Tiddler – truth and lies
Tiddler – Picture book by Julia Donaldson
Key controversy: Is lying wrong? What is lying?
Starter – sit children in a circle
Read the first part of tiddley until it mentions that tiddler tells tells. Ask the children what they mean by telling
tales. Ask for examples of telling tales to check/teach understanding and get chn engaged with key concept
Get the children to guess wheteher you are telling tales or telling the truth
“I am 30 years old”
“I live on a boat” etc..
Main activity – Continue reading the story.
Read the story until a point where tiddler is recounting one of the stories.
Is Tiddler telling the truth? Is that the same as lying?
Should he tell the truth?
Continue reading until it turns out that Tiddlers tales are useful or lead to a good consequence
Was it ok for Tiddler to tell tales?
Should Tiddler have told the truth?
Should you always tell the truth?
Is it ever ok to lie?
The children may be united in the idea that you should always tell the truth. You may want to prepare spme examples of instances where we don’t tell the truth:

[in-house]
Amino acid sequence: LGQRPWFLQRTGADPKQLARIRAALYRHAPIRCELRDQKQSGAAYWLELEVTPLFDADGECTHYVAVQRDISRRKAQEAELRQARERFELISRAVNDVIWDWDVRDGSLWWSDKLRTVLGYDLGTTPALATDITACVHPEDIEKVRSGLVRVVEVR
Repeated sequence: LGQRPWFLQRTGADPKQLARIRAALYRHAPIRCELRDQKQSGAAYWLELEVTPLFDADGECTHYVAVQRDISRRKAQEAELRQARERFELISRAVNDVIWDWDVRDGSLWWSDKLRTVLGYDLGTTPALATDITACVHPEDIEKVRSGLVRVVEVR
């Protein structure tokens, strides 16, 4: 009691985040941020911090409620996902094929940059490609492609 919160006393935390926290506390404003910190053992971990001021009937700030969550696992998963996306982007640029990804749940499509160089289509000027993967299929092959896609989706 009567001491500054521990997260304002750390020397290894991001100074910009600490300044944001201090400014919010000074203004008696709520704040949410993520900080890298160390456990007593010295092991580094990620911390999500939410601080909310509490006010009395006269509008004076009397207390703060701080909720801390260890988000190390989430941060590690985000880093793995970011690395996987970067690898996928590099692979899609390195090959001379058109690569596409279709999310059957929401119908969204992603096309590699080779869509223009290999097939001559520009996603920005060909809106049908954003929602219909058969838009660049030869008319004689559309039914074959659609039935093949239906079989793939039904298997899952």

Tiddler is not a true story, it didn’t really happen. So, was the author lying? Was it naughty?
Is telling stories lying?
Tel them the joke e.g. ‘What’s brown and sticky? A stick!’
Was that telling the truth or lying?
Is it ok to lie if it is a joke?
Ask one child to sit with a sign saying LIE and one child with a sign saying TRUTH. Their objective is to say a
lie or truth in response to questions Teacher (and children) can ask questions:
What is your name?
Where are you?
How many fingers am I holding up?
Now put your fingers behind your back and ask how many fingers am I holding up?
If they get it wrong is that telling a lie?
If they get it right by accident is that telling the truth?